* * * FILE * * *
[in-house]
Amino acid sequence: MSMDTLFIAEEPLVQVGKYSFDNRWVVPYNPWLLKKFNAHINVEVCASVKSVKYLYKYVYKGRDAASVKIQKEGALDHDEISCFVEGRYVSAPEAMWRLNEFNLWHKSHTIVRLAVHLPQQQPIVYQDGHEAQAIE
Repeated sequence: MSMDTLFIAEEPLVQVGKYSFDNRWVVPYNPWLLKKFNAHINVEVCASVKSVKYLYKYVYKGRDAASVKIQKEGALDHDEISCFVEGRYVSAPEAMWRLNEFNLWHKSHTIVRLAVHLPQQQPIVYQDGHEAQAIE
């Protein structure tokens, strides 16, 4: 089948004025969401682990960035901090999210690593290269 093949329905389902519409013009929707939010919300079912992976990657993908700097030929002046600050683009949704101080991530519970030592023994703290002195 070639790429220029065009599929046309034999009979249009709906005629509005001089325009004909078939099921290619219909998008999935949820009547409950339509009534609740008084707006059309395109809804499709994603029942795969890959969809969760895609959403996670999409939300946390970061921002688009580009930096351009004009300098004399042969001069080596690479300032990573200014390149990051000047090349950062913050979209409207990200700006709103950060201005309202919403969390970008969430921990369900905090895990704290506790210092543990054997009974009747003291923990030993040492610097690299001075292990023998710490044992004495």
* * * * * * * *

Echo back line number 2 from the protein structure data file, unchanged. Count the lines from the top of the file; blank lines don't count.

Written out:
Amino acid sequence: MSMDTLFIAEEPLVQVGKYSFDNRWVVPYNPWLLKKFNAHINVEVCASVKSVKYLYKYVYKGRDAASVKIQKEGALDHDEISCFVEGRYVSAPEAMWRLNEFNLWHKSHTIVRLAVHLPQQQPIVYQDGHEAQAIE